MELBOURNE (Reuters) – Canadian 11th seed Denis Shapovalov outlasted Italian Jannik Sinner 3-6 6-3 6-2 4-6 6-4 in an enthralling battle of ‘Next Gen’ stars on Monday to move into the second round of the Australian Open.
In the final clash on Margaret Court Arena on the opening day of the Grand Slam, the 21-year-old Shapovalov and Sinner, 19, put on a masterclass of clean hitting and athleticism in a first career meeting between them.
“Today was just incredible tennis from both of us,” Shapovalov told reporters.
“Honestly, I think Jannik is super talented. He’s such an amazing player, he’s a great guy, great worker. I’m sure he’s going to be a very, very tough opponent in the future… I’m a really big fan of his game and how he is.”
In an evenly-contested match with hardly anything to choose between the two youngsters, Sinner, who on Sunday became the youngest to win two ATP titles since Novak Djokovic in 2006, made a fast start to jump to a 3-0 lead before taking the set.
Against Sinner’s immaculate hitting and robust court coverage, Shapovalov needed to raise his game and the world number 12 managed to find an extra gear and some more power behind his shots to take the next two sets.
Having played both singles and doubles almost everyday in the tuneup event the past week, Sinner’s legs seemed to have run out of juice when he fell back 3-1 in the fourth set.
But the 32nd-ranked Italian found the energy to stage a fightback and level the contest at 2-2.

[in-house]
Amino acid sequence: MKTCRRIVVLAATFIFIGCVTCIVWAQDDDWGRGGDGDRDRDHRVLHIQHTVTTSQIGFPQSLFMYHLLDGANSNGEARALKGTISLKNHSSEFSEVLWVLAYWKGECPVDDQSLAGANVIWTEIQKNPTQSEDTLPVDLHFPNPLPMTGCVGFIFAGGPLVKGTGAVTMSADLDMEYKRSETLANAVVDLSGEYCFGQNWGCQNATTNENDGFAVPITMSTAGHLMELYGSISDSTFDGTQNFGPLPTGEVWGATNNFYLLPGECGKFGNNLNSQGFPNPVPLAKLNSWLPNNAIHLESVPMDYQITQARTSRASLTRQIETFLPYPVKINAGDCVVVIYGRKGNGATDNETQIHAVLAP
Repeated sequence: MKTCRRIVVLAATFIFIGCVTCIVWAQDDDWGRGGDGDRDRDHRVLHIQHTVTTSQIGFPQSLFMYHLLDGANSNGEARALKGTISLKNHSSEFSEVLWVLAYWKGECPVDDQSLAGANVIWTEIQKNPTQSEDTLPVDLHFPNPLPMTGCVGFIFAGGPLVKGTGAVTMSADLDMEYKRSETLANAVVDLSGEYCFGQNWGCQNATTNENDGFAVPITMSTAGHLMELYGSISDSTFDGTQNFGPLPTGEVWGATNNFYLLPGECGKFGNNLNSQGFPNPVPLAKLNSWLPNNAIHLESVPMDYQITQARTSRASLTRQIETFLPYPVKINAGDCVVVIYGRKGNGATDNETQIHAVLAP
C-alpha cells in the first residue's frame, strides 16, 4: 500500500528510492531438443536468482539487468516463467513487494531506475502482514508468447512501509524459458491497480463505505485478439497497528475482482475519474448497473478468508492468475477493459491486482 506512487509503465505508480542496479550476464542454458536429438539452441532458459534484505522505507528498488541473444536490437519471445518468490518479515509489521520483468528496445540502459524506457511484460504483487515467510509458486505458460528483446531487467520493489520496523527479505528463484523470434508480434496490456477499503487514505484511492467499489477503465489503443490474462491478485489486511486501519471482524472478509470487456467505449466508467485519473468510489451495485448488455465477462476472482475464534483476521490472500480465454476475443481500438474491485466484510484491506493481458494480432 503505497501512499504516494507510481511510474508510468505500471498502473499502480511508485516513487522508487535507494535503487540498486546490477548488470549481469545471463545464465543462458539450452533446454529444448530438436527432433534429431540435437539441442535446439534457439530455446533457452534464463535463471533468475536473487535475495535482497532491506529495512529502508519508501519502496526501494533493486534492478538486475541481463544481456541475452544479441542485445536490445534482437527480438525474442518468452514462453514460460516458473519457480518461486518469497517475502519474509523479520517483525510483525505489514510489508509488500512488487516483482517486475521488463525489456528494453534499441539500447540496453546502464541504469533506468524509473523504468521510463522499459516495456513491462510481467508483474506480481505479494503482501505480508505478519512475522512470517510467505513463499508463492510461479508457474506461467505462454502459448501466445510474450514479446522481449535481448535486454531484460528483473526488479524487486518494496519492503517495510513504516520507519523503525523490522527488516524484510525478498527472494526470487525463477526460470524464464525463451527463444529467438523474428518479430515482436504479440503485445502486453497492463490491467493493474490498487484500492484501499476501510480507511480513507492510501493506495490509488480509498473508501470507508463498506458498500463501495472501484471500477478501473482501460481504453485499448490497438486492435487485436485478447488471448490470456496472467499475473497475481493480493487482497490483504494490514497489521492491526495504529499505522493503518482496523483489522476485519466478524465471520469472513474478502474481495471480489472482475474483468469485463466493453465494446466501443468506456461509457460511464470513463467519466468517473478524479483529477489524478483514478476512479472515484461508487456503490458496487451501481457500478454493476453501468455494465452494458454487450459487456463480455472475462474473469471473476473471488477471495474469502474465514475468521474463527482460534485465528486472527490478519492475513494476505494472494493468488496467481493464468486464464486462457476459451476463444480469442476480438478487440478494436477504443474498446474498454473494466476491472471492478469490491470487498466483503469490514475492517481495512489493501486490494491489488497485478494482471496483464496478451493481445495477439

Before the deciding set, Shapovalov had a lengthy argument with the chair umpire after being denied a toilet break. He then received some medical attention for a shoulder niggle and returned to the court to break Sinner in the opening game.
Sinner, who used his 14-day isolation in Adelaide ahead of the Grand Slam as Rafa Nadal’s hitting partner, spent whatever he had in his tank and had two opportunities to get the break back in the decider but failed to convert them.
“There’s not that much difference between him and me,” Sinner said, choosing his sessions against the 20-times Grand Slam singles winner as the highlight of his trip to Australia.
“He played better today during certain points, he deserved to win. It’s mentally tough losing in the fifth, but it’s going to be a lesson, as well.”
After almost four hours, Shapovalov sealed the contest at almost 1 am in the morning with a forehand winner down the line on his second match point to set up a second-round meeting against Australian Bernard Tomic.
“Matches like this is so much fun for me to play, this is why I play the sport,” Shapovalov said in his on-court interview.
“Win or lose today, it’s one of the matches that I’m going to remember in my career just because … the moment, the quality of tennis today, it was just so much fun to be out here.”
(Reporting by Sudipto Ganguly in Mumbai; editing by Pritha Sarkar and Christian Radnedge)